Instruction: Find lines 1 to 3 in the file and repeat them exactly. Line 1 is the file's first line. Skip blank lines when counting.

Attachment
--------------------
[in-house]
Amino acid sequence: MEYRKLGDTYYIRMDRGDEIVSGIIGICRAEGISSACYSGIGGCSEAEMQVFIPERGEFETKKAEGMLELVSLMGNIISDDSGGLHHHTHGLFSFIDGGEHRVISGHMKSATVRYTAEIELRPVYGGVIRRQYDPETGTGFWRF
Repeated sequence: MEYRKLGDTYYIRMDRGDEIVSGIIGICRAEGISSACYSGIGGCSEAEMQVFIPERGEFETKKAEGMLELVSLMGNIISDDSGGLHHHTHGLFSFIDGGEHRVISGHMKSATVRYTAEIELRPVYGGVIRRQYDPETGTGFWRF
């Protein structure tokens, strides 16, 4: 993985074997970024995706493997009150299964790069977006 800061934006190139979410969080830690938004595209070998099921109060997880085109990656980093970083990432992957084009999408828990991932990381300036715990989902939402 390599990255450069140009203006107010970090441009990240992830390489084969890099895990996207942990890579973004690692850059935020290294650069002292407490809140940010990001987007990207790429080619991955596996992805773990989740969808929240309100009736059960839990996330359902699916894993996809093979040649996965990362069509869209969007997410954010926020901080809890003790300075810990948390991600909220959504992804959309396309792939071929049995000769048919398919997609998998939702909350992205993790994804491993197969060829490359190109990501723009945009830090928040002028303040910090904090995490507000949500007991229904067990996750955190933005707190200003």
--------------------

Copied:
[in-house]
Amino acid sequence: MEYRKLGDTYYIRMDRGDEIVSGIIGICRAEGISSACYSGIGGCSEAEMQVFIPERGEFETKKAEGMLELVSLMGNIISDDSGGLHHHTHGLFSFIDGGEHRVISGHMKSATVRYTAEIELRPVYGGVIRRQYDPETGTGFWRF
Repeated sequence: MEYRKLGDTYYIRMDRGDEIVSGIIGICRAEGISSACYSGIGGCSEAEMQVFIPERGEFETKKAEGMLELVSLMGNIISDDSGGLHHHTHGLFSFIDGGEHRVISGHMKSATVRYTAEIELRPVYGGVIRRQYDPETGTGFWRF